Two are better.
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I did and they are. I am referring to one or two of the same subs. One large or two smaller ones are a much closer call. It depends on the subs, REL has something on this on their web site, also look at Sumiko site. They think 2 subs "load" the room better than one. I think I know what they mean and agree but their explanation is best direct from them.
two subs are better. particularly when you can hook them up with separate left and right audio signals, rather than each one having a combined L+R sub signal.
two make the soundstage better in my system. i am particular about the directionality of sound and two subs always disappear better than one to me.
and i would rather have two smaller subs than one big, honkin' one, but i suppose that's more of a matter of personal taste.
Partly the answer is simply "2 subs" because that allows asymmetric placement in order to minimize room effects - as noted above.
However, there's also this:
If you listen LOUD to LOW frequencies, 2 is also better because all subs behave worse at low frequency as SPL from that sub goes up. If you're listening at a given SPL, each of your 2 subs is playing 3db to 5db lower than a single sub of the same design. Let's say that SPL is 100db. Depending on which specific sub you're using, you will see markedly superior performance (distortion) at some particular frequency (range) where the sub is comfortable at 95-97 db but stressed at 100db. For many subs, this may be as high as 50+ hz, for others, it's as low as 20hz.
When a sub gets uncomfortable, it tends to fall apart pretty quickly - see subwoofer tests at HTshack.com's forums for "subwoofer tests".
So, listening levels, frequency content of the program material, room size/placement (determines actual output SPL from sub needed to achieve desired SPL at listening location), and particular model sub are all important in answering the question. In a small room, at 85db peaks, most music will not stress a decent single sub. At 105db peaks in a large room, HT content will stress a pair of excellent subs.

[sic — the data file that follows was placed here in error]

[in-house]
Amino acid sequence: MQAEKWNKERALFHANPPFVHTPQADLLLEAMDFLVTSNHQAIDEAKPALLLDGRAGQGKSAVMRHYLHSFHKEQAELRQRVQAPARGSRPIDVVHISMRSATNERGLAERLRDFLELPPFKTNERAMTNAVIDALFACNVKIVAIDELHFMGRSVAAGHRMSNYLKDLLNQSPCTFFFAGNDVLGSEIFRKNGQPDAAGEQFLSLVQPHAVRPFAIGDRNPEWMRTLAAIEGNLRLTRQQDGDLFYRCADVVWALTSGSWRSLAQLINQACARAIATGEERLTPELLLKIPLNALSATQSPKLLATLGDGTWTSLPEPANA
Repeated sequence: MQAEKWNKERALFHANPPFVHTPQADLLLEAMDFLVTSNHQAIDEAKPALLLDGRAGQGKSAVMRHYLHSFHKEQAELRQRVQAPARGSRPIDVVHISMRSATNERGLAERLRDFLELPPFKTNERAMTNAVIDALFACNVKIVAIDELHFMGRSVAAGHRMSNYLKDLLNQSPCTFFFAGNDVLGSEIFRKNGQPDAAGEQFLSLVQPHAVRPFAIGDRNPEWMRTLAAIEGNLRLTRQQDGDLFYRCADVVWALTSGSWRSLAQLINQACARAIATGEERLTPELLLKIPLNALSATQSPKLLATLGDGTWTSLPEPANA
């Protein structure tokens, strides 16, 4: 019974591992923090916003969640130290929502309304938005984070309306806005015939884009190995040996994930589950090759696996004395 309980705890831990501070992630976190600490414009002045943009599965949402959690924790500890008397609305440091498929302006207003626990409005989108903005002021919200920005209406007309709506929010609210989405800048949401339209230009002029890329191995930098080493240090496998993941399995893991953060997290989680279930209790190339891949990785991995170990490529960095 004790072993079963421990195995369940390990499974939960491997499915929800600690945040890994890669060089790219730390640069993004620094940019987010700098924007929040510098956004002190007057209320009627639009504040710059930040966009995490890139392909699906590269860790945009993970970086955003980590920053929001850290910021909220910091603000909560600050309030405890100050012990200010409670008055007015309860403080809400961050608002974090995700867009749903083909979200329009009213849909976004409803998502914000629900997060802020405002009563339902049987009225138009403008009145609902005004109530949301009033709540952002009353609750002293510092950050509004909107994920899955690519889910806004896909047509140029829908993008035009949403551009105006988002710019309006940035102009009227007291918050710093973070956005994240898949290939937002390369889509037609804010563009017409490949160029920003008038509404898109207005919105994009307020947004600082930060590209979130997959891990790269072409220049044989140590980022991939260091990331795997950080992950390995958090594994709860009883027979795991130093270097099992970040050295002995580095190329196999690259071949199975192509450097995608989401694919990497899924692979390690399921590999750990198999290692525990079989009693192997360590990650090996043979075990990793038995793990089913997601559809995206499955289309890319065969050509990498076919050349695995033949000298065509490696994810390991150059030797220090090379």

IME, 2 is MUCH better. Some people would suggest that all of this is usually inaudible, so YMMV.
Kal,you been hanging around J.A. to much.
Kal,on another note,I had asked you a few months back if you thought all amps sound the same.I'm still waiting for a reply. Thanks.
The answer could be dictated by your particular rooms acoustic signature. After adding a second sub in my HT space My Pioneer's room correction easily displayed the difference with its on screen EQ display. Honestly, I couldn't hear a significant difference in this room. I did notice a significant difference while at another location in the house.
So, in my house the answer is, defiantly maybe and yes. IMO for now it wasn't worth the expense but I'm not taking it out. I'm betting the audio quality for mass media will soon improve to a point where it will take full advantage of the current hardware. The quality is there the problem is post production and the medium.
Unless I missed it, no one posted the Harman paper that discusses this. http://www.harman.com/about_harman/technology_leadership.aspx Click on the White Papers link, then "Subwoofers: Optimum Number and Locations".
Sure two would be better. Four would be better still. It comes down to how much to spend and place to put them.
I bought one JL F-113 Fathom sub and it is awesome.
Again, two would be better... 2 costs twice as much, and I am not sure if I have the room for one more JL sub.
I use the JL sub with my Stereo system.
I also have 2 more subs (Outlaw Audio) for my Home theatre which is loacted in the same room with my 2 channel set up.
I think I still have a M&K 250 Watt 2-12 woofer sub if anyone is interested.
I found the Harmon paper interesting, although I think there was little new that I didn't already know, but it is a reasoned explication. Bottom line is that one well placed sub, often corner placed, is usually all you need unless your room is very large. As the series of papers notes, lots of unsubstantiated mystic in audio.